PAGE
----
Rino Romano as Bruce Wayne/The Batman (voice)
Alastair Duncan as Alfred Pennyworth (voice)
Steve Harris as Detective Ethan Bennett (voice)
Ming-Na as Detective Ellen Yin (voice)
Joaquim de Almeida as Bane (voice)
Tom Kenny as The Penguin (voice)
Edward James Olmos as Chief Angel Rojas (voice)
Kevin Michael Richardson as The Joker (voice)
Adam West as Mayor Grange (voice)
Challenges: “The Batman Junior Detective”
Featurette: “Building the Batman”
Other: “Cape & Cowl” toy easter egg
Running Time: 63 Minutes
The following is the official description of the DVD:
“Three episodes from the all-new The Batman animated TV series available for the first time on DVD.
1) The Bat in the Belfry: The Batman finds himself dealing with a new breed of criminal when the Joker takes over Arkham Asylum, then plans to fly a hot air balloon filled with Joker Gas, a toxin which leaves its victims in a strange rictus state, and pop its contents all over Gotham!
2) Traction: The Batman faces off with masked criminal Bane, and once Bane’s chemical steroid-infusion is activated, Batman finds himself outmatched in the brute strength department.
3) Call of the Cobblepot: Ozzy Cobblepot, aka Penquin, has delusions of rebuilding the last Cobblepot fortune, via high-flying robberies employing various trained birds. Unaware of Cobblepot’s criminal plans, Alfred finds himself in the run-down and decrepit Cobble pot mansion where he is ensnared by Ozzy. Now, Penguin will let his hungry birds feast upon Alfred, unless The Batman can rescue him in time.”
The Batman: Training for Power – Season 1 Vol. 1 is rated TV-Y7.
When The Batman first aired in 2004, I made a special point to wake up early Saturday morning with my kids and watch it on TV. I was initially impressed, but soon my kid (a big Batman fan) wandered away from the TV and I got bored as well. I’m not sure I even watched the ending of the show. I didn’t see another episode of The Batman after that. So when this DVD arrived, it was a chance for me to reevaluate the series. Sadly, this DVD only features 3 episodes of the show, but the other two episodes featuring Bane and Penguin convinced me that The Batman was worth giving another chance. It doesn’t hold a candle to the original Batman animated series, but it does have its strong points. I enjoyed it a lot more on DVD.
To me the most notable thing about The Batman is the whole new design of the show. From the costumes to the gadgets to the villains, everything is presented with a unique new take. I think the young Batman costume looks great and I like the new Batmobile. The new versions of the villains are pretty cool, too. Joker is shown as some revamped clown in a straight jacket. Bane has a sort of ninja suit until he blows up. Penguin is flanked by two geishas that transform into freakish Edward Scissorhands-like fighters. I think they certainly achieved the “hip new look” they were going for.
The other notable thing about The Batman is the animation and the action. It’s almost anime-like in its pacing and style. That anime inspiration works beautifully in the action sequences. There’s an epic battle between Bane and Batman in a robotic suit. The force of the blows in the fight is beautifully portrayed. The opening battle in the pilot between Batman and some thugs is quite impressive as they are highlighted in a strobe effect by gunshots. A battle between Batman and the Penguin in a lit up tree is also beautifully done. Overall it’s some great animation.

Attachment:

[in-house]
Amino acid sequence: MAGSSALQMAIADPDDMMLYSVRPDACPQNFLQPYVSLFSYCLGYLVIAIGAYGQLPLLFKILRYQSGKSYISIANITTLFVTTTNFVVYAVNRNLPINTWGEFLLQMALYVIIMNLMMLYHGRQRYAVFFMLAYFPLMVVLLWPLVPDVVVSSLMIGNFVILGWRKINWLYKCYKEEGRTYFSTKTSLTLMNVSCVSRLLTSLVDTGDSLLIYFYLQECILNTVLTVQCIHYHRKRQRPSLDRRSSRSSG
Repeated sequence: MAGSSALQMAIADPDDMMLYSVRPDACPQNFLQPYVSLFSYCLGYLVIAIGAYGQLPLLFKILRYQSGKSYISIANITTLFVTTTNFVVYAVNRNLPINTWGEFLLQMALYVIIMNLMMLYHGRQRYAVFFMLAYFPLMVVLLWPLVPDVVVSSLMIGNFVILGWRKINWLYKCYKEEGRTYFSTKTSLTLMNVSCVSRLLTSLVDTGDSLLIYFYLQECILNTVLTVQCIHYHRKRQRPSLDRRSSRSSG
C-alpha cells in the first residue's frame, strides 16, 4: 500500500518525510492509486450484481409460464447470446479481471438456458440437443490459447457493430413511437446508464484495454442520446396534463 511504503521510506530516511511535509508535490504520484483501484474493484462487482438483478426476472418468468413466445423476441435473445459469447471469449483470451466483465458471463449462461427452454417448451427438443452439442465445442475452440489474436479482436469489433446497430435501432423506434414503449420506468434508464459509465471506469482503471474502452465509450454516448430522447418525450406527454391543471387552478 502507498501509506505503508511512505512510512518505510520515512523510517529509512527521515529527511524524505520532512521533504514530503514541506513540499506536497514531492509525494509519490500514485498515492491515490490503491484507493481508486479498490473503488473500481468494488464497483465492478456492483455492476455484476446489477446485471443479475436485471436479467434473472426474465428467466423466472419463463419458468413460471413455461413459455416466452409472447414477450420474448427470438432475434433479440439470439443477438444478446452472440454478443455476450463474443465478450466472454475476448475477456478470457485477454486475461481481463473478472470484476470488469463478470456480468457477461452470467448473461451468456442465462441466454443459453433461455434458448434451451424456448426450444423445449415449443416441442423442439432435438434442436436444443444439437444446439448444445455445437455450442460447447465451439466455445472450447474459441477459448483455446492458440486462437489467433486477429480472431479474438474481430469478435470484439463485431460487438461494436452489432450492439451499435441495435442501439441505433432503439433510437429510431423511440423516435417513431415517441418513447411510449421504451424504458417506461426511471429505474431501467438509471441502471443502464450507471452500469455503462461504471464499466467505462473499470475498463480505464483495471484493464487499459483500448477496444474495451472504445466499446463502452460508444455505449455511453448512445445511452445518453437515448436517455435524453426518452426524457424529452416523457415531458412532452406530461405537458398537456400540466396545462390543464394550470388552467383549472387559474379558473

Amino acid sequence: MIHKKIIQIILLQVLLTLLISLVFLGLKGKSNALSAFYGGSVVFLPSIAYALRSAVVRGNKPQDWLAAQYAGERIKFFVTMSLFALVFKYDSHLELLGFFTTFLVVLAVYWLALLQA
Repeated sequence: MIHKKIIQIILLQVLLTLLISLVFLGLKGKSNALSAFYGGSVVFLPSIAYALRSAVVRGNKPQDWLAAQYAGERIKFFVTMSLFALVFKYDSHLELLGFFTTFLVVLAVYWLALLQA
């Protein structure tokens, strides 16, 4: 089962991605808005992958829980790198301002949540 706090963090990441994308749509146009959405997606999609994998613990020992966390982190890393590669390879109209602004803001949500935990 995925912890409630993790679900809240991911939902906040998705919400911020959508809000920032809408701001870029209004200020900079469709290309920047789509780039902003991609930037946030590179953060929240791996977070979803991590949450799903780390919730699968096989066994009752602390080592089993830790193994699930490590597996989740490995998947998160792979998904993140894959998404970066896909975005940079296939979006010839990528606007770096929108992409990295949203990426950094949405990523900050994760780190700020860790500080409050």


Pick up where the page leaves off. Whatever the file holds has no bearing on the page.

As you may already know, this TV series goes back to the early years of Batman just when he’s getting the hang of his new persona. I think it was a good time period to go to, especially in light of Batman Begins being released. While the show rewrites a lot of Batman lore, it’s cool to see someone else’s take on the origin of the character. Bruce Wayne is also portrayed as a hip, rich young socialite. You see him at trendy clubs, listening to techno music, and other stuff he’s never done before. While previous incarnations of the playboy have been more timeless, this makes a blatant attempt to update him.
The cast of the show is quite impressive. Adam West returns to the Batman universe as Mayor Grange. Steve Harris from The Practice plays Detective Ethan Bennett. Ming-Na (E.R. and Final Fantasy) is the voice of Detective Ellen Yin. Tom Kenny, Spongebob Squarepants himself, has a role as The Penguin while Edward James Olmos is Chief Angel Rojas. Various other established voice talents play the other major roles in the show.
If you’re a Batman fan, I think you’ll find this series is worth checking out. It may take you a few episodes to fall in love with it, but it is required viewing if you’re to earn your cape and cowl. Animation fans will also want to see it to check out a new interpretation of the Dark Knight. On a side note, though, you may want to wait until the entire series is released on DVD rather than just buy a few episodes at a time like this. It could take a couple of years to happen, though.
As you might expect, this DVD is light on the bonus features. Here’s what you will find:
“The Batman Junior Detective” This is a trivia game hosted by Alfred. The questions are quite easy. For example, it asks what city Batman operates in. Oddly, this doesn’t operate like your standard DVD trivia game. Rather than selecting options with your remote, it’s simply a video that plays all the way through asking questions and giving answers while showing video clips. It’s nothing elaborate.
“Building the Batman” Ming Na as Detective Ellen Yin hosts this tour of the Mattel offices that create the Batman toys. You get to see the sculptors, the computer modelers, and more. It’s pretty cool to see how the toys are made even if it’s done with cheesy interrogations by Yin.
The Bottom Line:
While it takes some warming up to, The Batman is a pretty cool new take on the legendary character that should please both kids and adults. Unfortunately this DVD only has 3 episodes.